Martin, my folks came by to visit the grandkids tonight so I remembered to ask them about the differences between nouc cham and nouc mam ngot.   They say the terms are interchangeable and the sauce is one in the same.   When I probed a bit further, my dad says that the sauce (nouc cham or nouc mam ngot) is originally from South Vietnam, and originally called nouc cham.  

In the North, they originally add only a bit of lime juice and occasionally fresh chile to nouc mam to make a dipping sauce.  Sugar was not added because it was very expensive, so there dipping sauce was called nouc mam mang ("salty").  The term nouc mam ngot (sweet dipping sauce) came from the northern Vietnamese that traveled south and had the nouc cham there.  It was to differentiate between their sauce nouc mam mang or simply nouc mam and the sweeter diluted sauce of the south.   Overtime, and especially after the fall of Saigon, the terms are used interchangeably today.  Eventhough the sweeter sauce can be found up North now, many of the older folks still prefer to dip their foods in the regular nouc mam with a bit of lime because that is what they are use to.  That's what they grew up with and that's how it ought to be.   ;D

I also questioned him about Pho, which he says originated in North Vietnam, but beef was very expensive so Pho ga (chicken) was the norm, and beef soup was very rare, only for the wealthy.  Pho Bo (beef) only became popular after Pho came south where beef was more common place.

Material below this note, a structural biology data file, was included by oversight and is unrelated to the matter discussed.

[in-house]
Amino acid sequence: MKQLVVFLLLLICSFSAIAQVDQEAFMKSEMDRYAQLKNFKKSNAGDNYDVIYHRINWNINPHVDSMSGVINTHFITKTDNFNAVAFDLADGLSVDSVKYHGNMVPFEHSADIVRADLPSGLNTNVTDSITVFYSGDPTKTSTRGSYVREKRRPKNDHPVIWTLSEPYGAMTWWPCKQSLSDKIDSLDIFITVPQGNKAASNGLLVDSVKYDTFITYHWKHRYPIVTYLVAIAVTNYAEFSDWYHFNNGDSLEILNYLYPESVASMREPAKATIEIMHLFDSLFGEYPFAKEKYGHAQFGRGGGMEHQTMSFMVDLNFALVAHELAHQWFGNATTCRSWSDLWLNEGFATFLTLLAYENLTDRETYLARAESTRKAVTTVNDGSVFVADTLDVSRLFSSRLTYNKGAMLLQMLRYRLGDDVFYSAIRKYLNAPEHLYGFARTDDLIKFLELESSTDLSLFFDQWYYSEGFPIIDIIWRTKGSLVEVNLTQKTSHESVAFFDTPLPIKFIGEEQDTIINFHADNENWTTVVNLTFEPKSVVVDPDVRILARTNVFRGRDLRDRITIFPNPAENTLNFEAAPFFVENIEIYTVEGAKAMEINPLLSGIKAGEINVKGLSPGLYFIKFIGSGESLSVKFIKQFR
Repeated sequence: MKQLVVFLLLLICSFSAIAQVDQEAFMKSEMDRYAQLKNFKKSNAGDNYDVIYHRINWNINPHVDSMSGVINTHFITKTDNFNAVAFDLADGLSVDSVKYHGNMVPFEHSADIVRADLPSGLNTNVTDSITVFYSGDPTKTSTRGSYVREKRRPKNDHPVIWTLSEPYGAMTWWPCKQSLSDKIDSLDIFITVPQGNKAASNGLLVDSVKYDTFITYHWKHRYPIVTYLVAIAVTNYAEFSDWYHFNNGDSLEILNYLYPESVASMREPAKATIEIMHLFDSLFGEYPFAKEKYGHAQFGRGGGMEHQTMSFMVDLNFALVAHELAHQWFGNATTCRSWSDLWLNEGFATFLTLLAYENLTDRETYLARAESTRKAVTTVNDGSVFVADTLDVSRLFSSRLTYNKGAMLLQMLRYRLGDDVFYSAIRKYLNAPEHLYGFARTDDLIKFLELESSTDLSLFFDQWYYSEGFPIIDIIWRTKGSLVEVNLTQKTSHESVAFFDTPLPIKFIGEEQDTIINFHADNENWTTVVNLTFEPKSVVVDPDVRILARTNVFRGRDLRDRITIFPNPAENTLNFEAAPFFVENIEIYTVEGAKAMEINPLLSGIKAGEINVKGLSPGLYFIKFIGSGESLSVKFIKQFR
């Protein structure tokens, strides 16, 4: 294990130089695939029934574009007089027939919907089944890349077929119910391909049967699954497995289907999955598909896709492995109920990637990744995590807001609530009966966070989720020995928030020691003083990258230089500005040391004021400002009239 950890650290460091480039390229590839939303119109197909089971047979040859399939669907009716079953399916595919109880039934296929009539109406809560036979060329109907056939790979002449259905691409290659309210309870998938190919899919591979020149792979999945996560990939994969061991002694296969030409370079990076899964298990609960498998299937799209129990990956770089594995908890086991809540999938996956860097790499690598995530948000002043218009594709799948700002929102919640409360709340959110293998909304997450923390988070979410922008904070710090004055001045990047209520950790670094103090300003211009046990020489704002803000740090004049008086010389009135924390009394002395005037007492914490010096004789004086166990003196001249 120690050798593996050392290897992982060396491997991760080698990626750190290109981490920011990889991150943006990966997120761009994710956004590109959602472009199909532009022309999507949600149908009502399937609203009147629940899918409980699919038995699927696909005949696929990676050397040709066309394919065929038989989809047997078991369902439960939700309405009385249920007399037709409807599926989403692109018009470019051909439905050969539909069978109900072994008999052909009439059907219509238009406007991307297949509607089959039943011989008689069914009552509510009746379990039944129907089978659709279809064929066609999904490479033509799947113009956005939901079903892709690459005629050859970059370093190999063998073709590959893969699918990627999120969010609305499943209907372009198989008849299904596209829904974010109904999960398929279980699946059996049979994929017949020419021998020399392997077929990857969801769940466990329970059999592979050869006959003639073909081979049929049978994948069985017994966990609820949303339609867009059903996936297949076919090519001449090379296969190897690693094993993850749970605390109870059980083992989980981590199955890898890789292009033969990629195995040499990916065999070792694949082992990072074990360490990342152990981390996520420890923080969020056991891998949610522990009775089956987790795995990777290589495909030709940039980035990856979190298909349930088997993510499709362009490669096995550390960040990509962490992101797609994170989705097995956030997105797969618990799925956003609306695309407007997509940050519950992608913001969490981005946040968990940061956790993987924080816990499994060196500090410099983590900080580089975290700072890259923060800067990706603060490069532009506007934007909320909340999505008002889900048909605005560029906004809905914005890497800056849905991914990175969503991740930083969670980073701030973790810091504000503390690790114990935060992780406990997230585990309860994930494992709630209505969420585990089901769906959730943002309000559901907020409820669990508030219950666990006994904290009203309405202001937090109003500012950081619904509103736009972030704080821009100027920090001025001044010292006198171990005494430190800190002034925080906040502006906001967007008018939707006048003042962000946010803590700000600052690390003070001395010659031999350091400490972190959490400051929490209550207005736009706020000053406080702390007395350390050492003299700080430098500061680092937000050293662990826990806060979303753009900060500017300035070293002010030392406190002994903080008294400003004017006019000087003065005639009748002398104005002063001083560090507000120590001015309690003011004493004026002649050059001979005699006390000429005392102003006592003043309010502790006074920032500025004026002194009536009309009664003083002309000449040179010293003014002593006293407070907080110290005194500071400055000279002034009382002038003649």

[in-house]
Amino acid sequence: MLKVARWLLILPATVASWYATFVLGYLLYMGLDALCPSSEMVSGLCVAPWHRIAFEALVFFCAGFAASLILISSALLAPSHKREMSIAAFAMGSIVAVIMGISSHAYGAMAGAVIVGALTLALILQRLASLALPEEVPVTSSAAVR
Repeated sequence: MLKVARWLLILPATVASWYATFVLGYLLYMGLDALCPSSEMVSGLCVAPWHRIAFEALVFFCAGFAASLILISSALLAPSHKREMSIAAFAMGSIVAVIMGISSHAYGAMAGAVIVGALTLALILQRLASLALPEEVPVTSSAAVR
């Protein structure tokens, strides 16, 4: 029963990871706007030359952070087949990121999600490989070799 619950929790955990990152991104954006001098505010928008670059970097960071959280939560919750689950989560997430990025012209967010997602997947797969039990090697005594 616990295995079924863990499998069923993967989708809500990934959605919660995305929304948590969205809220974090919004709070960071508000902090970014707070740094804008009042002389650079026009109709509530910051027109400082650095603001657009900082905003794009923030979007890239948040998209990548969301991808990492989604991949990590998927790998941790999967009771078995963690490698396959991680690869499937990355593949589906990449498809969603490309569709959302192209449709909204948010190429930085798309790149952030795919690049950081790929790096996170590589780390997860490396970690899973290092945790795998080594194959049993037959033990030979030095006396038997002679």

Anyways, just a bit of trivia.  I really enjoyed talking to my dad about Vietnamese culture and history particularly about food.  He seem to get a lot of enjoyment out of telling me about history as well.

Tomorrow, i'll try several different baguette recipes and will update you if I have any luck.

Cheers,
Chau
« Last Edit: November 03, 2011, 10:25:26 PM by Jackie Tran »

Offline Jackie Tran

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Re: In search of the Vietnamese Baguette
« Reply #31 on: November 06, 2011, 10:30:53 PM »
Okay just found this very valuable video on the vietnamese baguette on YouTube.



I was able to understand 70-80% of the dialogue.  Here's the basic recipe...

1 kg BF
3 cups water
10gm IDY
6 gm salt

-Add flour and IDY into KA mixer.  Turn on lowest speed.  Add water to desired consistency.  Turn the speed up and knead until smooth? (they don't specify a knead time or point of pasta)
-cover dough with a moist towel and rest 10-15m.  (dough looks aerated after the rest)
-pull off 150gm balls
-(pre)shape according to video.  (this will require some practice  ;D)
-rest batards for 20m or so.
-shape and roll lengthening dough into desired baguette shape.  Skip this step if doing batards or rolls.
-proof.  (they don't specify a time, but likely 45m-1h)
-mist loaves prior to loading into oven, especially if the top surface is dry.
-bake at 300F with convection for 20-25m

Other interesting info from the video.  This gentleman (Mr. Hong?) worked in a bakery as a teenager making this bread by hand.  He worked alongside 9-10 other people making 10,000 loaves a night!  He still enjoys making the bread by hand and has been making this type of baguette for over 36 years.  He is very humble and a true master.

Hope to give this a shot soon!

Chau

« Last Edit: November 08, 2011, 12:18:20 PM by Jackie Tran »

Offline Jet_deck

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Re: In search of the Vietnamese Baguette
« Reply #32 on: November 06, 2011, 11:52:09 PM »